It was not until the plaintiffs saw an opportunity for a money grab that they changed their stories to convert therapy sessions they bragged about to friends and family to something much more nefarious. Innocent questions about whether the therapists were comfortable with the therapy Mr. Watson sought evolved into sexual inuendo that the plaintiffs used to bolster their claims for money. For example, in the first lawsuit filed, Plaintiff Ashley Solis implies that Mr. Watson’s question—asking if she “was comfortable with certain areas [his] organization is making him get worked on”’ — was somehow sexually suggestive. That same question, however, posed to a therapist not seeking to exploit Mr. Watson, was perceived as it was intended: a legitimate therapeutic inquiry.! Ms. Solis’s skewed perception of Mr. Watson’s legitimate and innocent query became a prototype for the assembly line of similar allegations in subsequent lawsuits.
These lawsuits are replete with mischaracterizations of Mr. Watson’s conduct. These range from being misleading, to fraudulent, to slanderous. Importantly, only two of the twenty-two lawsuits allege that Mr. Watson forced any type of sexual activity—an allegation Mr. Watson again vehemently denies. And even at this early stage of the litigation, the evidence obtained by the defense clearly supports Mr. Watson’s denial of these allegations of force. As Plaintiff Sheneé Lawson’s business manager put it, this is “not extortion. It’s blackmail.” Unfortunately, twenty-one other women have decided to join her.
See Exhibit 1.
PROBLEMS WITH THE PLAINTIFFS’ ALLEGATIONS
Mr. Watson received the plaintiffs’ names less than a week ago. Based on what we have been able to determine so far, these plaintiffs are not victims of any type of misconduct, much less sexual misconduct:
A. After the massage therapy sessions with Mr. Watson, Plaintiffs bragged about, praised, and were excited to massage Mr. Watson.
e Plaintiff Sheneé Lawson claims in the lawsuit that she is “disgusted” by Mr. Watson. Yet, after her therapy session with him, she bragged to friends and family members about massaging Mr. Watson and told them that she thinks he is a kind person.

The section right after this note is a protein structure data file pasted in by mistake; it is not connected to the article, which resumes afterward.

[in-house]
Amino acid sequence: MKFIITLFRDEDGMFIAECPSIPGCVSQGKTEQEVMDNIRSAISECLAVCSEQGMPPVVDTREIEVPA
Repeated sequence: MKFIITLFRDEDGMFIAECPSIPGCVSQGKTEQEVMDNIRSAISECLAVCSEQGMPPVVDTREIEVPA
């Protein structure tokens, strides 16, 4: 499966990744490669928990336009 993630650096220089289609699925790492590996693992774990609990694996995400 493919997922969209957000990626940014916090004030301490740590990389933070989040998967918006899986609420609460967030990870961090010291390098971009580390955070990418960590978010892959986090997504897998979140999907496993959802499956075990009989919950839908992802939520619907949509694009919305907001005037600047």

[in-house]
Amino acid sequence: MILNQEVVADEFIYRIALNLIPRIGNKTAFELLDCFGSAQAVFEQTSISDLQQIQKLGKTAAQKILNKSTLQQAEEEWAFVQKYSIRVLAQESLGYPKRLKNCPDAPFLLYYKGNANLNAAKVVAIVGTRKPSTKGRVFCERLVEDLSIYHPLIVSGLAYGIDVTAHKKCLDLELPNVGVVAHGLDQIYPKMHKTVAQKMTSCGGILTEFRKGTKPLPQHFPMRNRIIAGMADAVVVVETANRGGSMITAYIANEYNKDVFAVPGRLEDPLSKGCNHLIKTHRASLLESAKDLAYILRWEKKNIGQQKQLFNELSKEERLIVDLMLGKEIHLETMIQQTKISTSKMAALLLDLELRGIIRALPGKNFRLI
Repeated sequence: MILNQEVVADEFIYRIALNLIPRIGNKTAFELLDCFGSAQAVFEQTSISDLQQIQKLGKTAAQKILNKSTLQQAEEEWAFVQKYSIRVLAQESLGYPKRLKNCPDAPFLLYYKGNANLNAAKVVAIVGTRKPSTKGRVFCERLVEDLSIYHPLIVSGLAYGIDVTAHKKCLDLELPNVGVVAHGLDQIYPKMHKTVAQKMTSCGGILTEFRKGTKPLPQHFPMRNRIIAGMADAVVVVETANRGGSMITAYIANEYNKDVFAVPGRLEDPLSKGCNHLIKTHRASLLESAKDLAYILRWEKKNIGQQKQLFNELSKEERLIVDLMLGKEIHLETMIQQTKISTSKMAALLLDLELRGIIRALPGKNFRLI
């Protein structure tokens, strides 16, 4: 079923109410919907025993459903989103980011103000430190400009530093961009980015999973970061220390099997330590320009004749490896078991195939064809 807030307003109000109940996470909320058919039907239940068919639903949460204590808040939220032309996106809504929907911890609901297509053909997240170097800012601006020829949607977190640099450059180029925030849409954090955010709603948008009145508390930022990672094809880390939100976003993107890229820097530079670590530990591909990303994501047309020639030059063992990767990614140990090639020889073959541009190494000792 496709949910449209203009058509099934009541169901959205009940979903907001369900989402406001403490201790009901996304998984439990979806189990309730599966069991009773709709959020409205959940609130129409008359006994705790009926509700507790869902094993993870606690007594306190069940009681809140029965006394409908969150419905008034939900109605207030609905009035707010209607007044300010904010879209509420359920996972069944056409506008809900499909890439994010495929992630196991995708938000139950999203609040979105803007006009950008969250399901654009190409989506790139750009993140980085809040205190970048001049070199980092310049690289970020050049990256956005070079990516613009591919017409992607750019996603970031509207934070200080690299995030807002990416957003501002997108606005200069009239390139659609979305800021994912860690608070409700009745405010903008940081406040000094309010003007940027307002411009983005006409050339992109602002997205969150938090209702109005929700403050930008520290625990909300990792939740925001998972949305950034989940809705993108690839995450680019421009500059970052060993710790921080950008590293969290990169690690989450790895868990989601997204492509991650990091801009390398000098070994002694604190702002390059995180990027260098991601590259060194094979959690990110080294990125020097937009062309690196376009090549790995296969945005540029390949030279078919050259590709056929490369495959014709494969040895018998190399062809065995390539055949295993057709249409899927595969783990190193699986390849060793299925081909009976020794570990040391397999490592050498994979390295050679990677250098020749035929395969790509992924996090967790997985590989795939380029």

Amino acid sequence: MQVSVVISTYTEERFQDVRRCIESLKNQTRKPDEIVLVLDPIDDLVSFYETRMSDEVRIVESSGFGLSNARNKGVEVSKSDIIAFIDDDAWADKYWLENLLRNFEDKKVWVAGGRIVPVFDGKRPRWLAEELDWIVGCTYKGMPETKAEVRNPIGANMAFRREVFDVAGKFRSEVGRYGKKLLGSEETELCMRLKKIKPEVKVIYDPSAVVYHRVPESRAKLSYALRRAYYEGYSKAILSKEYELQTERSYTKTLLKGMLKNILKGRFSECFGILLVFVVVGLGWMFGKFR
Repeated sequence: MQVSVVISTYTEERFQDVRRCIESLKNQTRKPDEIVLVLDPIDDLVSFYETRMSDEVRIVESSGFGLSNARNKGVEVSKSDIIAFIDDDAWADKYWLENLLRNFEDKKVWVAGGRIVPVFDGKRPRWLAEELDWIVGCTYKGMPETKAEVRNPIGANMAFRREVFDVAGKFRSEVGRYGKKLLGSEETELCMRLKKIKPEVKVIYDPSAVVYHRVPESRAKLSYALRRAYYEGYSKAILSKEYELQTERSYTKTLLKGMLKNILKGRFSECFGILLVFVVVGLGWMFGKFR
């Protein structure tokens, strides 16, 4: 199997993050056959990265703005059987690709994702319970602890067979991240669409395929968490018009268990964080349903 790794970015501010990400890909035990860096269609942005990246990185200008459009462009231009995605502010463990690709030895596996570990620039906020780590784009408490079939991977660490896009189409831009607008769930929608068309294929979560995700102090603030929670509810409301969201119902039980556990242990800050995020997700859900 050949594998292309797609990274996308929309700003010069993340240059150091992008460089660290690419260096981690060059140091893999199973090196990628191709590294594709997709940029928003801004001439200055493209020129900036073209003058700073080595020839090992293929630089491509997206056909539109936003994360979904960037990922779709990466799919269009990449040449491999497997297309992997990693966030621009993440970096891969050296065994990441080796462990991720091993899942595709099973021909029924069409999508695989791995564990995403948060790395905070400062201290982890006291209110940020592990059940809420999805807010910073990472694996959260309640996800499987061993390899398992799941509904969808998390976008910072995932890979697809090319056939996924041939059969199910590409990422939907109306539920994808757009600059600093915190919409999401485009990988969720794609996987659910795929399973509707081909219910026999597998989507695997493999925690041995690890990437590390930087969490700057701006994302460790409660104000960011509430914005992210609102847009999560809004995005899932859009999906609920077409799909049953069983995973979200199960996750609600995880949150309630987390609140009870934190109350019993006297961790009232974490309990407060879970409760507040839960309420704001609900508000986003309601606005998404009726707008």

e A security guard at the spa where Mr. Watson received a massage stated that Plaintiff Tangee Johnson was happy and laughing after her interactions with Mr. Watson. She was excited about having worked on him and did not want any other therapist to work on him.
e According to a security guard present at the spa, after one of Plaintiff Marchelle Davis’s sessions with Mr. Watson, Ms. Davis was laughing and appeared in good spirits. Another witness characterized Ms. Davis as “jolly” after working with Mr. Watson. And Ms. Davis told multiple family members that she would massage Mr. Watson again. She even told people that while she was not “into men,” “his body is beautiful and soft” and that if she were not a lesbian, she would have “jumped on” Mr. Watson.
e Plaintiff Chelcie Bell fails to explain that after the first two therapy sessions— which she alleges were increasingly “uncomfortable”’— she willingly invited Mr. Watson to come to her house for the last two therapy sessions.
e Plaintiffs Kyla Hayes, Robin Caicedo, and Kimberly Brice omitted that after their sessions with Mr. Watson, they told him that they would gladly work with him again. In fact, Kimberly Brice reported to a close relative that she was thrilled to have had the opportunity to massage Deshaun.